What is Vendor Managed Inventory?

Vendor managed inventory isn’t a recent idea, though it has not been implemented by very many merchants. Whenever it is applied in the correct manner, it can bring massive benefits to any business.

A vendor managed inventory is where the supplier takes responsibility for inventory management instead of your company taking care of it in house. When implemented and managed correctly it can be a very effective strategy, one it’s main beneficiaries is Walmart, who could put a large part of their success down to successful implementation.

The traditional method of in-house inventory management leaves businesses open to stocking excess inventory, or understocking, neither of which are desirable as one will be costly and the other will prevent your business from being able to meet demand. The problem is finding the right balance between holding enough stock to meet peak demand and not overstocking so you have excess inventory when it’s not needed.

Allowing vendors to take over some of the inventory management reduces the impact of this problem, as it is shared between sellers and buyers. The goal is to ensure that the buyers, who are retailers, only purchase what they can sell. Contact is maintained with sellers, who are usually manufacturers, so that stock is only purchased in small quantities more often.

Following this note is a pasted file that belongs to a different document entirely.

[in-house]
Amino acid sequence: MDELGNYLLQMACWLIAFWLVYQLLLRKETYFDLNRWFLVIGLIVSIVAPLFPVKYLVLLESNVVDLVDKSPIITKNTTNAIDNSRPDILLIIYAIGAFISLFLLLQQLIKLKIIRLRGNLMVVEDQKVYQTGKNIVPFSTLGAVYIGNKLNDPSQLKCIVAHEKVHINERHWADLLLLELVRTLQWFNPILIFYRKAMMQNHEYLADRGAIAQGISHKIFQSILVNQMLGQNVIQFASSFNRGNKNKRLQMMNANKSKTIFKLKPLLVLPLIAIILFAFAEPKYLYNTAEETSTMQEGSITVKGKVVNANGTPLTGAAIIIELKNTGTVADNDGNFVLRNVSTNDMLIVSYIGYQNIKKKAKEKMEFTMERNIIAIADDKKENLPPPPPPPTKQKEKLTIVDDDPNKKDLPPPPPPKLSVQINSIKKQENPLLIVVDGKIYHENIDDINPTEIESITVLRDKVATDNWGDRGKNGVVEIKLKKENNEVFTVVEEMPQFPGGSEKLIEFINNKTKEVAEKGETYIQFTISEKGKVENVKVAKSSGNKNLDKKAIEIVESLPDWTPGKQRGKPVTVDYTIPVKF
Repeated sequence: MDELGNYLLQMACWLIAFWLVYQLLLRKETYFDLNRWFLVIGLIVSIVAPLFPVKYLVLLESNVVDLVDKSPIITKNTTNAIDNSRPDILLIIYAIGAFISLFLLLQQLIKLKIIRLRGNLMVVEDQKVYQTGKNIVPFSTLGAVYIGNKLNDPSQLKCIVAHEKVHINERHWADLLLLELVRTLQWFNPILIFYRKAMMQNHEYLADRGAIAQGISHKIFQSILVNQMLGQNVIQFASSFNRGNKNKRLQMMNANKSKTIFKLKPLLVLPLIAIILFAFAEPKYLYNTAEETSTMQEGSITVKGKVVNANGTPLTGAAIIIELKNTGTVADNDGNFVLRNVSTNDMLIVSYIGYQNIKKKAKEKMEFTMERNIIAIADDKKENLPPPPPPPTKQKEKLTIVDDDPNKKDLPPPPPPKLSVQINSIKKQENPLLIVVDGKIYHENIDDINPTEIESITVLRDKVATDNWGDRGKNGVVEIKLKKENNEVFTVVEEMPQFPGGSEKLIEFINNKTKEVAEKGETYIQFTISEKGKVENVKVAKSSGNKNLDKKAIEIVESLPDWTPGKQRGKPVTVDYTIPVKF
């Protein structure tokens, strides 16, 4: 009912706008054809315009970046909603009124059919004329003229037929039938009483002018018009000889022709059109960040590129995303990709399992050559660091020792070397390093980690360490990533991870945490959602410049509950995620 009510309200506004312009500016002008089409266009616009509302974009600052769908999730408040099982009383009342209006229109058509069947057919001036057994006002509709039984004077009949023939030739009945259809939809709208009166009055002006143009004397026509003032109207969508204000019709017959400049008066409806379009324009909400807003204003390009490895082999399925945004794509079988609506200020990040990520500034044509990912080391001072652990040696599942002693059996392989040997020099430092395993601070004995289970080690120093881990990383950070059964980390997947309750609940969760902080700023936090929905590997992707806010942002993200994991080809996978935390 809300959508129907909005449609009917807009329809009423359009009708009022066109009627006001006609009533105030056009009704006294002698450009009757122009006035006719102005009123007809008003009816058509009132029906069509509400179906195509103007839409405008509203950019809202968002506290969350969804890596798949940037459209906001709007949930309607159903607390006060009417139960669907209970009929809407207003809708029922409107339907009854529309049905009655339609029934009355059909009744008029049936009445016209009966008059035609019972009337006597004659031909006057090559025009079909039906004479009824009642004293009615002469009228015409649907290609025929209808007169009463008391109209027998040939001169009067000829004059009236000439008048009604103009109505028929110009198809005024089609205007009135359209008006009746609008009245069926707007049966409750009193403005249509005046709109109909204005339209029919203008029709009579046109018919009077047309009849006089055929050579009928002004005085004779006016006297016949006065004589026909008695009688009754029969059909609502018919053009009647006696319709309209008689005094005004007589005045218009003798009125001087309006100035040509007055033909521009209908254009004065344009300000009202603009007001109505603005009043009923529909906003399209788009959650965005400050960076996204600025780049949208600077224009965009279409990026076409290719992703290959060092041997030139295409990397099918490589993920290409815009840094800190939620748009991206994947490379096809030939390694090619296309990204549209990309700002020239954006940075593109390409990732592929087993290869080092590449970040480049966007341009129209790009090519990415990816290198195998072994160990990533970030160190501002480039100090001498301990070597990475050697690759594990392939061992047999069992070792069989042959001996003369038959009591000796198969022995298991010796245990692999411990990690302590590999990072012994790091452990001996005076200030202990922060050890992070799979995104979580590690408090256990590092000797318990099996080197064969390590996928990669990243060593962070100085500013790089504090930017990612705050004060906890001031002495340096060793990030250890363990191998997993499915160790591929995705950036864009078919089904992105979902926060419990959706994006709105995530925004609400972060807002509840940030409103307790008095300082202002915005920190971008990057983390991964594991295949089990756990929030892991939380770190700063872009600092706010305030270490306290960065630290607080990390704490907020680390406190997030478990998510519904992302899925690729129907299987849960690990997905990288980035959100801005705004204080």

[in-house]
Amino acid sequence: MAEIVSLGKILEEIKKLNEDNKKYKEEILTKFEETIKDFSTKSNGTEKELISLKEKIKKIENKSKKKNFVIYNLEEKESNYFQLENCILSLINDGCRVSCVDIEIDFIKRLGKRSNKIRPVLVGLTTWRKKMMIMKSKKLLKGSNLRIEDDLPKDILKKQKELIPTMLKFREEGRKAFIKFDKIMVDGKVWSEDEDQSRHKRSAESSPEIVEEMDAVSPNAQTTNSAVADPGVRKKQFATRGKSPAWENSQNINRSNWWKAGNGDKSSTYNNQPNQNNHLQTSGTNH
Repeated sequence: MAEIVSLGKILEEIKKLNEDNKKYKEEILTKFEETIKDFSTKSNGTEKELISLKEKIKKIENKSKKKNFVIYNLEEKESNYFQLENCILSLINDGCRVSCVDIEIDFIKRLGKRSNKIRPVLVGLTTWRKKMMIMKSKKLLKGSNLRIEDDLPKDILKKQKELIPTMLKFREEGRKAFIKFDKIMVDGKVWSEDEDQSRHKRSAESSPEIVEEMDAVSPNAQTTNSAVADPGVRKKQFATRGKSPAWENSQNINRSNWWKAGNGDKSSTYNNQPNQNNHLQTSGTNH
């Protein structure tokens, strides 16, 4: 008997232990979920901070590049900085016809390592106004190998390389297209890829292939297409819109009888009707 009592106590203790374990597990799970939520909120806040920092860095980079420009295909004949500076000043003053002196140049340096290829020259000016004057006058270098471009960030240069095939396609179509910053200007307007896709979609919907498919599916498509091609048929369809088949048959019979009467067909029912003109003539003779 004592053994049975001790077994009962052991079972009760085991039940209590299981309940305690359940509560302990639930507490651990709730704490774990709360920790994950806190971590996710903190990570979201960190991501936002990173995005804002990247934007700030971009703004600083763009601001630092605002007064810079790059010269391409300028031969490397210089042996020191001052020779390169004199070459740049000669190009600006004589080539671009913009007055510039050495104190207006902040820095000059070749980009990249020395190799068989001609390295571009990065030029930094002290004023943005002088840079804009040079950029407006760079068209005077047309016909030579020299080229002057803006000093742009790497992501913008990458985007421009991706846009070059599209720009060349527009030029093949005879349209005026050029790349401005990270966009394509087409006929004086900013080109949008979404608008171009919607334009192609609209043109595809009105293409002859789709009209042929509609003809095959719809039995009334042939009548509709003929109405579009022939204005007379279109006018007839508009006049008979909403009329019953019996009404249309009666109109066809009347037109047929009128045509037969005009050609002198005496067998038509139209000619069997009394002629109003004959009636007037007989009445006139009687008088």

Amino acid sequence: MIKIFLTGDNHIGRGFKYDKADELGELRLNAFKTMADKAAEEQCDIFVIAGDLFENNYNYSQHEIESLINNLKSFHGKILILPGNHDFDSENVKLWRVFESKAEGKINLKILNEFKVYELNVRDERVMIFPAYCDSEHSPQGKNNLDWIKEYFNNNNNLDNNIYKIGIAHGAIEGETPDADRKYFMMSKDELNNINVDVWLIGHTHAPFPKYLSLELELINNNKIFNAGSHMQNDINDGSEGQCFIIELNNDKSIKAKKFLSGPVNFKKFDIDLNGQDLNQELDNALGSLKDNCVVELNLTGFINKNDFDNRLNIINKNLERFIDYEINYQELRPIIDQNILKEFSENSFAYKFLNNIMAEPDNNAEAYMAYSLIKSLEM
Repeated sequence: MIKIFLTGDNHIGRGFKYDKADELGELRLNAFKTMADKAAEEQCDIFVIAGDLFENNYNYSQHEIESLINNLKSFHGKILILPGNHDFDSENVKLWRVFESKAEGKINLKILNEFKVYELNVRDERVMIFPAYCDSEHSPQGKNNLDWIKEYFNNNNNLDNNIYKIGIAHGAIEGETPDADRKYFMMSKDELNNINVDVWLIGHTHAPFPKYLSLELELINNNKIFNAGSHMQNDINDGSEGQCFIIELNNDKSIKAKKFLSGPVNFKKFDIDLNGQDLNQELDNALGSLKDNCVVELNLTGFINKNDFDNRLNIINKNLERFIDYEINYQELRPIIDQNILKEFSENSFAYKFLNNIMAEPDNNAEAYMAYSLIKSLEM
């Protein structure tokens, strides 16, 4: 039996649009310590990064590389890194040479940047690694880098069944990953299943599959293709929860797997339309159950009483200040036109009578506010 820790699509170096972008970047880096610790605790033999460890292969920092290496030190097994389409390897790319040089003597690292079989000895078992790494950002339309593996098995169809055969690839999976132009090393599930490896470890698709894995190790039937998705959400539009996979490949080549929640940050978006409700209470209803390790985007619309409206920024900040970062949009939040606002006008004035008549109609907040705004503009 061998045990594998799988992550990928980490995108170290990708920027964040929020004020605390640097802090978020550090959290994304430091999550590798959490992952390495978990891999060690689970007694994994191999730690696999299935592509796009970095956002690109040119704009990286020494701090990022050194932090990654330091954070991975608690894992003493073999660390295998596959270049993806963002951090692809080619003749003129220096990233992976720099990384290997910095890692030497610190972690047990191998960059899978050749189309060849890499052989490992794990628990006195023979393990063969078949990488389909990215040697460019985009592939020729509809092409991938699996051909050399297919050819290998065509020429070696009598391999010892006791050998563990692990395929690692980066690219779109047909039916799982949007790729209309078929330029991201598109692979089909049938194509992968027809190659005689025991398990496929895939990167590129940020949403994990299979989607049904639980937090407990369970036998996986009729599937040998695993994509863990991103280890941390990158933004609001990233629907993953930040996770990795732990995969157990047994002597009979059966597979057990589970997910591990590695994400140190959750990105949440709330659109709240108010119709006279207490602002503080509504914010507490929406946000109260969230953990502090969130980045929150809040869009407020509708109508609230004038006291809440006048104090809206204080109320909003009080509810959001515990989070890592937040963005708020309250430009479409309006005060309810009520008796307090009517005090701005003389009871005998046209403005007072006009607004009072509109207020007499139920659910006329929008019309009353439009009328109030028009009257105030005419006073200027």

The key to the system is that inventory management is taken care of by the seller, who distributes it to the buyer according to real time demand projections.
This is opposed to depending on quarterly sales forecasts dictating how much retailers will buy from their suppliers. It depends on retailers constantly updating their suppliers about inventory counts, and the suppliers can then anticipate and manage demand and send frequent shipments when required.

This is made possible by the communication technology which is available today, especially Electronic Data Interchange (EDI), which is a messaging protocol which lets different companies systems communicate directly with each other.

This is of great benefit to the customer, as the products they want are always there at a price which is not inflated to cover the retailers losses.

It also brings the manufacturers closer to the customer, by providing information about the manufacturing process to them due to the closer relationship they have with the retailer, and this is important in todays marketplace.




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